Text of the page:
Baseball is not often physical, but tight plays at home plate can result in dangerous collisions and serious injuries. That's the main motivation behind the MLB's experimental rule for the upcoming 2014 season regarding home plate collisions.
The MLB Public Relations Department's official Twitter account posted a release on Monday explaining what the rule entails:
MLB & MLBPA announce experimental rule for 2014 covering collisions at home plate. Details: pic.twitter.com/EiZSoM4s4h— MLB Public Relations (@MLB_PR) February 24, 2014
The rule essentially discourages "the most egregious collisions at home plate." If the umpire determines that a hard-charging player purposely goes after the catcher and tries to initiate contact, the runner will be called out even if the catcher loses the ball.
However, for the catcher to obstruct the runner's path to home plate, he has to have possession of the ball—unless the umpire believes he couldn't have fielded the ball without obstructing the basepath. An automatic "safe" call will occur if the umpire feels that the catcher is intentionally blocking the plate without having received the throw.
Jayson Stark of ESPN noted that the rule will be reviewable via instant replay:
Collision rule also allows umpires to use replay if there is a question about possible violation by catcher or runner— Jayson Stark (@jaysonst) February 24, 2014
Former Detroit Tigers star and current Major League Baseball Players Association director Tony Clark expressed that this rule is not set in stone and would be reevaluated after the season, per USA Today's Bob Nightengale:
Tony Clark says the union will monitor it this year and determine whether they will want the rule to be permanent in 2015.— Bob Nightengale (@BNightengale) February 24, 2014
Clark later provided a statement in a press release on MLBPlayers.com:
There is nothing more sacred in the game than home plate, and baserunners want to do all they can to score a run while catchers want to do their best to defend the plate—in many cases at all costs. Therefore, as one might imagine, the issue of home plate collisions is one that generates spirited debate among the players. Because of this, coming up with a rule change that allows both the runner and catcher a fair and equal opportunity to score and defend was our mandate.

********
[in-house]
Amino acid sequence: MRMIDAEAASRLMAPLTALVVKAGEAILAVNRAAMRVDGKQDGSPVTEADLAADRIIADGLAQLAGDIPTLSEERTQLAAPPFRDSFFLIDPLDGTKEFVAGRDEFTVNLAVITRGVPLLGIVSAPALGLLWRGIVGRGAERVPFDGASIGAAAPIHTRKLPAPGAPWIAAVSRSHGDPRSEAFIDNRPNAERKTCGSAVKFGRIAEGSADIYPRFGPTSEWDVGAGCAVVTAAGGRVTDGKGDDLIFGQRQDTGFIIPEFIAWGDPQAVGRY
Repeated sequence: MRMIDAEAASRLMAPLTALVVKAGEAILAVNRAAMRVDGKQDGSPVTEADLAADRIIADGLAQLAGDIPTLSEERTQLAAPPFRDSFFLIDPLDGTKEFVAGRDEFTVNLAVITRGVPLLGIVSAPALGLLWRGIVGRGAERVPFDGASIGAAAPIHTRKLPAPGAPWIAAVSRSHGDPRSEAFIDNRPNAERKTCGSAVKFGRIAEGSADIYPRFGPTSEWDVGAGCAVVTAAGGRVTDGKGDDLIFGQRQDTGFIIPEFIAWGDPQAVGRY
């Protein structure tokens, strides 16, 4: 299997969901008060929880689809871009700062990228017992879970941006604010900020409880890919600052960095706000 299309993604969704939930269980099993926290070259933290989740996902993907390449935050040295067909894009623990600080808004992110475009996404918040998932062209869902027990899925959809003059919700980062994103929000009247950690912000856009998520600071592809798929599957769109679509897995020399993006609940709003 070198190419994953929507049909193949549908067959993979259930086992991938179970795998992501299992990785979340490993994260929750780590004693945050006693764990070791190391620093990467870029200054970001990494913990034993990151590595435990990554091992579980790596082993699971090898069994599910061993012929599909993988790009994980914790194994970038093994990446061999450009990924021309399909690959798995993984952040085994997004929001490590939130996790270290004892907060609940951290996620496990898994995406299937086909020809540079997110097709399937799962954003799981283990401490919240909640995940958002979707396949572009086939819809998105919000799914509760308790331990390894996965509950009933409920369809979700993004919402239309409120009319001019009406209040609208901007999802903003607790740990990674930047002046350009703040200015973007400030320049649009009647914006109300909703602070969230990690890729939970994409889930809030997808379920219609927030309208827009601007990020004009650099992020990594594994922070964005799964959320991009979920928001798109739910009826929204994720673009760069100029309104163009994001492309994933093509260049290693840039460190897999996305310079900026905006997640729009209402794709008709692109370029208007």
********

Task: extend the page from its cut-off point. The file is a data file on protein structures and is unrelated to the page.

We believe the new experimental rule allows for the play at the plate to retain its place as one of the most exciting plays in the game, while providing an increased level of protection to both the runner and the catcher. We will monitor the rule closely this season before discussing with the Commissioner's Office whether the rule should become permanent.
During these negotiations, one thing became very apparent. Serious discussions over potential rule changes must include the input and feedback from those with the best vantage point: the players. With that in mind, I would like to thank those players involved in helping us navigate through this process.
ESPN's T.J. Quinn provided his take on the situation:
MLB/PA officially adopt rule 7.13 banning "egregious collisions" at home plate.— T.J. Quinn (@TJQuinnESPN) February 24, 2014
And I'd like to thank MLB and the union for bringing the expression "egregious collisions" to the vernacular. Long may it be abused.— T.J. Quinn (@TJQuinnESPN) February 24, 2014
This is an interesting tweak to the rulebook, and there's a reason the league's PR office referred to it as "experimental."
How do you feel about the MLB's rule on home-plate collisions?
While this does have the best interest of player safety at its core, baseball players competing at the highest level have been taught to score at all costs. In the heat of a playoff game, it's unlikely that a runner or a catcher will hesitate to throw caution to the wind if it means his club has a chance at winning.
Umpires will have to make more nerve-racking judgment calls in a split second than they're already accustomed to.
For those players who may not approve of the rule and for baseball purists who may think it hurts the integrity of the game, it's very possible that this is only temporary. It's a one-year trial run that could be a big positive if umpires and players adjust accordingly.
Sacrificing some of the drama of a play at the plate to make the game a little safer seems reasonable, but it remains to be seen how high-stakes games play out when players are acting on pure competitive instincts.